Canada Ties Corporate Coronavirus Relief to Climate Action
The plan is part of a global push for a “green recovery.”
Canadian Prime Minister Justin Trudeau announced a new program of corporate relief on Monday, designed to help companies that are struggling during the COVID-19 coronavirus pandemic.
The new program will provide bridge loans of up to $60 million and guarantees of up to $80 million for companies earning more than $300 million in annual revenue. Companies that receive the loans, however, have to abide by a set of rules that include restricting executive bonuses and investing in climate action.
Companies will be expected to publish annual reports on climate investments, detailing how they plan to reduce their environmental footprints, and how their operations support the country’s commitments made under the Paris climate agreement.
"[The loans will] make sure that companies that came into this crisis on a strong footing get to the other side, and can rebound quickly," Bill Morneau, Canada’s finance minister, said in a press conference, according to France 24.
"Companies that receive this funding will be required to commit to future climate disclosures, and environmental sustainability goals," he added.
Canada is currently far off its commitments under the Paris climate agreement, according to the Climate Action Tracker, an independent scientific analysis nonprofit that tracks climate commitments. The country is still too heavily reliant on coal, has failed to rein in the fossil fuel industry, and has made inconsistent progress at the regional level.
The COVID-19 pandemic could push the country to accelerate its climate plans.
Coronavirus has caused countries around the world to restrict their economies by forcing non-essential workers to stay in their homes to limit the virus’ spread. The economic disruption has been immense and countries have had to craft vast stimulus packages to support individuals and businesses during this challenging time.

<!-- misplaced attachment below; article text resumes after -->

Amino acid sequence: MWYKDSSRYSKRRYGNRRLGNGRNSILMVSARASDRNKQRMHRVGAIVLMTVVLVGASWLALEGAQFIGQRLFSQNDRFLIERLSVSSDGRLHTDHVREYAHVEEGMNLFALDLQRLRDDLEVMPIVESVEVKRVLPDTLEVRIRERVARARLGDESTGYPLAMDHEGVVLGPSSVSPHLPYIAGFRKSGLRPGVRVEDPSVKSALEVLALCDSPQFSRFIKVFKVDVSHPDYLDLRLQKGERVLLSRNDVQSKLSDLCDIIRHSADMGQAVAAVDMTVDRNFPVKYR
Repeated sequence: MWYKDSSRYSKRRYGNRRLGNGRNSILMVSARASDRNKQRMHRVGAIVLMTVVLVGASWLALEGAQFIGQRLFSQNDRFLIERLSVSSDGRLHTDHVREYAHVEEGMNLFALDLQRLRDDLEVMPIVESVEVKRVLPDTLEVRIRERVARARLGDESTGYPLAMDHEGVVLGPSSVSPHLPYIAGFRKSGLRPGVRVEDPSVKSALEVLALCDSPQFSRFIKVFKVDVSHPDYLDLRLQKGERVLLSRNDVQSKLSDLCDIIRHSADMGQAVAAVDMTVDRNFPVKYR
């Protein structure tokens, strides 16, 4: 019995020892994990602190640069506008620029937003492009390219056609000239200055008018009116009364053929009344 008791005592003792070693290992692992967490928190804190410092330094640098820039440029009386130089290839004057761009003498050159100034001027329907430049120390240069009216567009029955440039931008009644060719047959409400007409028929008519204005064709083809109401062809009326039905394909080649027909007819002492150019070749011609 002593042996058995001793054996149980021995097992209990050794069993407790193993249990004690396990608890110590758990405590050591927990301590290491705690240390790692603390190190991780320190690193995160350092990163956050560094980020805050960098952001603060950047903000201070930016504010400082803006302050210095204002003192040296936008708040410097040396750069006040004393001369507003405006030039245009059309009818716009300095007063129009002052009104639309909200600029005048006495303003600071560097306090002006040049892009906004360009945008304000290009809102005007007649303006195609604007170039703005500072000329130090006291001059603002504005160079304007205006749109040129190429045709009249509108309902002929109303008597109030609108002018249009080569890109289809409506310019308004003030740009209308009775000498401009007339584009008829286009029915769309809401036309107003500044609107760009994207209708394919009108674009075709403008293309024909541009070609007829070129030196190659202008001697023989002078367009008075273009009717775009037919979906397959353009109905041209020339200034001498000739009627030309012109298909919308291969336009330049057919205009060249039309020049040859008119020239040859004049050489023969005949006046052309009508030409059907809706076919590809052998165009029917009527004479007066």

As countries begin to plan economic reopenings, many world leaders are rethinking the heavy use of fossil fuels. These leaders are increasingly pushing for a "green recovery" in the aftermath of the pandemic that would allow people to get back to work in ways that support national climate goals and the planet’s wildlife.
Embarking on a green recovery would not only mitigate climate change, but it would set countries up for long-term prosperity by cultivating economic sectors — such as sustainable agriculture, ecotourism, and renewable energy — that can thrive in the decades ahead.
The European Union, in particular, has championed the idea of "building back better" and is urging countries to incorporate climate action into coronavirus stimulus plans.
"If an airline goes to national authorities and asks for support, I think it is legitimate to ask: 'What are you going to do for society in return? Are you going to put a cap on bonuses? Are you going to stop paying dividends? Are you going to lower your carbon footprint?'" Frans Timmermans, EU climate commissioner, said in a video call with lawmakers on Monday.